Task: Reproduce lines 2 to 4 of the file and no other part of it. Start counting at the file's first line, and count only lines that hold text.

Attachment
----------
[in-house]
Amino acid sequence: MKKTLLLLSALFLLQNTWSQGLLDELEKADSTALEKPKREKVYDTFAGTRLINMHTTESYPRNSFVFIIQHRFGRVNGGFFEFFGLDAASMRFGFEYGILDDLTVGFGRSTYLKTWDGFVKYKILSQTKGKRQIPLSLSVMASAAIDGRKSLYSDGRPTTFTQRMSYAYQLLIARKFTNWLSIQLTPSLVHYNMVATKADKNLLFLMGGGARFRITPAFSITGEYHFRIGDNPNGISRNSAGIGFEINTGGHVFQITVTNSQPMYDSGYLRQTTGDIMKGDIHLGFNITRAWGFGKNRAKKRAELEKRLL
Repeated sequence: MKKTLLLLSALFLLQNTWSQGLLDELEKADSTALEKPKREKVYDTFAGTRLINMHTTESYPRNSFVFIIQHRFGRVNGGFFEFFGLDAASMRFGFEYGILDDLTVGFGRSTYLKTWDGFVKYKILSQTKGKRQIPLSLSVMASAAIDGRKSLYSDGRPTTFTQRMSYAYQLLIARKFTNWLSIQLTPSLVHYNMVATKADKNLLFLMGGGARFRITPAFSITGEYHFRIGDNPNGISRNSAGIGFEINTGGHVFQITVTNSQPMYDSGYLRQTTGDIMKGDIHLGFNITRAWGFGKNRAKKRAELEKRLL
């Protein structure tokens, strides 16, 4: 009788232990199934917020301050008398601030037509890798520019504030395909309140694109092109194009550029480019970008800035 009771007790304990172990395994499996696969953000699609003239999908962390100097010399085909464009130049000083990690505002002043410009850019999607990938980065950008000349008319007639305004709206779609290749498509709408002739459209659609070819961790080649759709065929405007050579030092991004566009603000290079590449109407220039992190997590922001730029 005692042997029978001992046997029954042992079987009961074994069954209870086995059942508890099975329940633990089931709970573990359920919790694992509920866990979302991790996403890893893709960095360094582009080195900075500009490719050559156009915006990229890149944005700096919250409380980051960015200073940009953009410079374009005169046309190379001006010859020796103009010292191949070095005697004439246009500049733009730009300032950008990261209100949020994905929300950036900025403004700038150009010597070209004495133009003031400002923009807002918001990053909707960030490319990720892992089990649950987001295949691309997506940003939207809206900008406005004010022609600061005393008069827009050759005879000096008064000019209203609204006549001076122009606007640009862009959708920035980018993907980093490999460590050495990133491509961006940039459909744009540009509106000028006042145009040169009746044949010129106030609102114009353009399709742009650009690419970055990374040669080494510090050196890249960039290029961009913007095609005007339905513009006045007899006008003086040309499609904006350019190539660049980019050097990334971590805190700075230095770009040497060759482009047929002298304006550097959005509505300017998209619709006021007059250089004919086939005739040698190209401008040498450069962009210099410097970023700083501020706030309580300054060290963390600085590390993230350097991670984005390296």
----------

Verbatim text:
Amino acid sequence: MKKTLLLLSALFLLQNTWSQGLLDELEKADSTALEKPKREKVYDTFAGTRLINMHTTESYPRNSFVFIIQHRFGRVNGGFFEFFGLDAASMRFGFEYGILDDLTVGFGRSTYLKTWDGFVKYKILSQTKGKRQIPLSLSVMASAAIDGRKSLYSDGRPTTFTQRMSYAYQLLIARKFTNWLSIQLTPSLVHYNMVATKADKNLLFLMGGGARFRITPAFSITGEYHFRIGDNPNGISRNSAGIGFEINTGGHVFQITVTNSQPMYDSGYLRQTTGDIMKGDIHLGFNITRAWGFGKNRAKKRAELEKRLL
Repeated sequence: MKKTLLLLSALFLLQNTWSQGLLDELEKADSTALEKPKREKVYDTFAGTRLINMHTTESYPRNSFVFIIQHRFGRVNGGFFEFFGLDAASMRFGFEYGILDDLTVGFGRSTYLKTWDGFVKYKILSQTKGKRQIPLSLSVMASAAIDGRKSLYSDGRPTTFTQRMSYAYQLLIARKFTNWLSIQLTPSLVHYNMVATKADKNLLFLMGGGARFRITPAFSITGEYHFRIGDNPNGISRNSAGIGFEINTGGHVFQITVTNSQPMYDSGYLRQTTGDIMKGDIHLGFNITRAWGFGKNRAKKRAELEKRLL
């Protein structure tokens, strides 16, 4: 009788232990199934917020301050008398601030037509890798520019504030395909309140694109092109194009550029480019970008800035 009771007790304990172990395994499996696969953000699609003239999908962390100097010399085909464009130049000083990690505002002043410009850019999607990938980065950008000349008319007639305004709206779609290749498509709408002739459209659609070819961790080649759709065929405007050579030092991004566009603000290079590449109407220039992190997590922001730029 005692042997029978001992046997029954042992079987009961074994069954209870086995059942508890099975329940633990089931709970573990359920919790694992509920866990979302991790996403890893893709960095360094582009080195900075500009490719050559156009915006990229890149944005700096919250409380980051960015200073940009953009410079374009005169046309190379001006010859020796103009010292191949070095005697004439246009500049733009730009300032950008990261209100949020994905929300950036900025403004700038150009010597070209004495133009003031400002923009807002918001990053909707960030490319990720892992089990649950987001295949691309997506940003939207809206900008406005004010022609600061005393008069827009050759005879000096008064000019209203609204006549001076122009606007640009862009959708920035980018993907980093490999460590050495990133491509961006940039459909744009540009509106000028006042145009040169009746044949010129106030609102114009353009399709742009650009690419970055990374040669080494510090050196890249960039290029961009913007095609005007339905513009006045007899006008003086040309499609904006350019190539660049980019050097990334971590805190700075230095770009040497060759482009047929002298304006550097959005509505300017998209619709006021007059250089004919086939005739040698190209401008040498450069962009210099410097970023700083501020706030309580300054060290963390600085590390993230350097991670984005390296």